Pycnoporus cinnabarinus: The Ultimate Mushroom Guide
About The Pycnoporus cinnabarinus Mushroom
Pycnoporus cinnabarinus is a saprophytic, white-rot decomposer. Its fruit body is a bright orange shelf fungus. It is common in many areas and is widely distributed throughout the world. It is inedible. It produces cinnabarinic acid to protect itself from bacteria.
This species is generally regarded as inedible, but in any case because of its rarity it should not be collected.
Other names: Cinnabar Polypore, Zinnoberschwamm (German).
Pycnoporus cinnabarinus Identification
Saprobic on the deadwood of hardwoods (usually with the bark still adnate) and rarely on the wood of conifers; causing a white rot; annual; spring through fall, or overwinter in warm climates; widely distributed in North America.
Semicircular to kidney-shaped; planoconvex; 2-13 cm across; up to 2 cm thick; upper surface finely hairy to suedelike, becoming roughened or nearly smooth (often pocked in age), bright reddish-orange to dull orangish with age; undersurface bright reddish-orange, with 2-4 round to angular (or sometimes slot-like) pores per mm, occasionally extending onto the substrate below the cap; tubes to 5 mm deep; stem absent; flesh tough, reddish to pale orange.
Spore Print: White.
Pycnoporus cinnabarinus Medicinal Properties
The fruitbodies of Pycnoporus cinnabarinus were screened and found to possess antibacterial properties (Fajana et al., 1999). Shittu et al. (2005) examined mycelial growth and antibacterial metabolite production. The antibacterial activity (measured by the agar cup diffusion method) against B. subtilis was highest after four days of growth.
The concentrated culture fluid of P. cinnabarinus showed biological activity against a variety of bacterial strains, with maximal inhibitory effect for Gram-positive bacteria of the genus Streptococcus. P. cinnabarinus produces the phenoxazinone derivative, cinnabarinic acid, a red pigment that accumulates in fruit bodies as well as in liquid cultures. Laccase secreted by the fungus oxidizes the precursor 3-hydroxyanthranilic acid to cinnabarinic acid, a reaction that is necessary for the production of antibacterial compounds. The biological activity of concentrated P. cinnabarinus culture fluid was nearly identical with that of cinnabarinic acid, synthesized by purified laccase in vitro (Eggert, 1997).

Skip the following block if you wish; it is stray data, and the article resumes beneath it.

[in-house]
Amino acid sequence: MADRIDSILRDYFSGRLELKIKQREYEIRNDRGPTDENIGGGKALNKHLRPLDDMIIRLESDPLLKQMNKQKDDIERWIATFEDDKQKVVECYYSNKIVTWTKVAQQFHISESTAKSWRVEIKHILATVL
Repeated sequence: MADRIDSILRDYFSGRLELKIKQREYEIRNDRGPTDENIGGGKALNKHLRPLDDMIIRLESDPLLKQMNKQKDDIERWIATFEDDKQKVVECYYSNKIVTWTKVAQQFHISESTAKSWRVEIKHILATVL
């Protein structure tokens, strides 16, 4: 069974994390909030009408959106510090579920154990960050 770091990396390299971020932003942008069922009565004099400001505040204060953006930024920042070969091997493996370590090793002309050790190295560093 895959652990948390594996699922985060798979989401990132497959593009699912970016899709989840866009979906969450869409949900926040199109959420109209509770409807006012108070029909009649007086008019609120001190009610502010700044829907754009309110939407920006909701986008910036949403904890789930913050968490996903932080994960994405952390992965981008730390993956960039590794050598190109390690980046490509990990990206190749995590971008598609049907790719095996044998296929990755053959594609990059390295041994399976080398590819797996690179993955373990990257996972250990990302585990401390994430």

In another study, the 20-day-old liquid culture filtrate of Pycnoporus cinnabarinus showed good antibacterial effects against the growth of the Gram-negative bacteria Escherichia coli and Pseudomonas aeruginosa as well as Gram-positive Staphylococcus aureus. The culture filtrate was also used against mycelial growth and mycelial weight of three plant pathogenic fungi Botrytis cinerea, Colletotrichum gloeosporioides and Colletotrichum miyabeanus, showing good inhibitory effect (Imtiaj and Taesoo, 2007).
Polysaccharides extracted from the mycelial culture of P. cinnabarinus and administered intraperitoneally into white mice at a dosage of 300 mg/kg inhibited the growth of Sarcoma 180 and Ehrlich solid cancers by 90% (Ohtsuka et al., 1973).
Pycnoporus cinnabarinus Taxonomy & Etymology
When Dutch naturalist Nicolaus Joseph von Jacquin (1727 - 1817) described this bracket fungus in 1776 he gave it the binomial scientific name Boletus cinnabarinus.
It was Finnish mycologist Petter Adolf Karsten (1834 - 1917) who, in 1881, transferred this species to the genus Pycnoporus, thus establishing its currently-accepted scientific name Pycnoporus cinnabarinus.
Synonyms of Pycnoporus cinnabarinus include Boletus cinnabarinus Jacq., Polyporus cinnabarinus (Jacq.) Fr., and Trametes cinnabarina (Jacq.) Fr.
Pycnoporus, the genus name, comes from the prefix pycn- meaning thick or dense, and -porus meaning with pores. Fungi in this genus are thick and they do indeed have densely-packed pores.
Just as it sounds, the specific epithet cinnabarinus is a reference to the bright orange-red (cinnabar) colour of this strikingly beautiful bracket fungus.
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